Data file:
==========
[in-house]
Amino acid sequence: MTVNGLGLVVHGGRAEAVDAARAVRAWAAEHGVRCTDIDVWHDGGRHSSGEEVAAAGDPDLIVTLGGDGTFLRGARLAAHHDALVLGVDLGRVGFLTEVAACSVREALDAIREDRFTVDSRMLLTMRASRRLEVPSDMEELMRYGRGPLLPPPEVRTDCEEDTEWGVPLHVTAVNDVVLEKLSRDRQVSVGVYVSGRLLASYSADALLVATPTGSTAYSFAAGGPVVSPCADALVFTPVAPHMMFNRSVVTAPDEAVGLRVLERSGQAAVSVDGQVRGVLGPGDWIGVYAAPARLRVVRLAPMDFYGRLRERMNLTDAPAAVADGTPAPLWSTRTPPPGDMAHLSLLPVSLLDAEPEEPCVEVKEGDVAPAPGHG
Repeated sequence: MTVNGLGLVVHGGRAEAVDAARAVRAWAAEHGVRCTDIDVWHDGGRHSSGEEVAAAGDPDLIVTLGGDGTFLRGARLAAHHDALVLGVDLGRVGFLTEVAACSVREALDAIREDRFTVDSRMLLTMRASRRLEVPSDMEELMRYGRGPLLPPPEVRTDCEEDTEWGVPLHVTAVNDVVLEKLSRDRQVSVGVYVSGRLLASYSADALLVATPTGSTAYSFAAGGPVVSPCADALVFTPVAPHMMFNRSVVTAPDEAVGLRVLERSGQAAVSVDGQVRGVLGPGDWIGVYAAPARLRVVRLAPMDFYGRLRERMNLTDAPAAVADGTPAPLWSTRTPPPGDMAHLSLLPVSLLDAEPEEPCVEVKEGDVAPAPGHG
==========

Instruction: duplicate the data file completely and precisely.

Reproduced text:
[in-house]
Amino acid sequence: MTVNGLGLVVHGGRAEAVDAARAVRAWAAEHGVRCTDIDVWHDGGRHSSGEEVAAAGDPDLIVTLGGDGTFLRGARLAAHHDALVLGVDLGRVGFLTEVAACSVREALDAIREDRFTVDSRMLLTMRASRRLEVPSDMEELMRYGRGPLLPPPEVRTDCEEDTEWGVPLHVTAVNDVVLEKLSRDRQVSVGVYVSGRLLASYSADALLVATPTGSTAYSFAAGGPVVSPCADALVFTPVAPHMMFNRSVVTAPDEAVGLRVLERSGQAAVSVDGQVRGVLGPGDWIGVYAAPARLRVVRLAPMDFYGRLRERMNLTDAPAAVADGTPAPLWSTRTPPPGDMAHLSLLPVSLLDAEPEEPCVEVKEGDVAPAPGHG
Repeated sequence: MTVNGLGLVVHGGRAEAVDAARAVRAWAAEHGVRCTDIDVWHDGGRHSSGEEVAAAGDPDLIVTLGGDGTFLRGARLAAHHDALVLGVDLGRVGFLTEVAACSVREALDAIREDRFTVDSRMLLTMRASRRLEVPSDMEELMRYGRGPLLPPPEVRTDCEEDTEWGVPLHVTAVNDVVLEKLSRDRQVSVGVYVSGRLLASYSADALLVATPTGSTAYSFAAGGPVVSPCADALVFTPVAPHMMFNRSVVTAPDEAVGLRVLERSGQAAVSVDGQVRGVLGPGDWIGVYAAPARLRVVRLAPMDFYGRLRERMNLTDAPAAVADGTPAPLWSTRTPPPGDMAHLSLLPVSLLDAEPEEPCVEVKEGDVAPAPGHG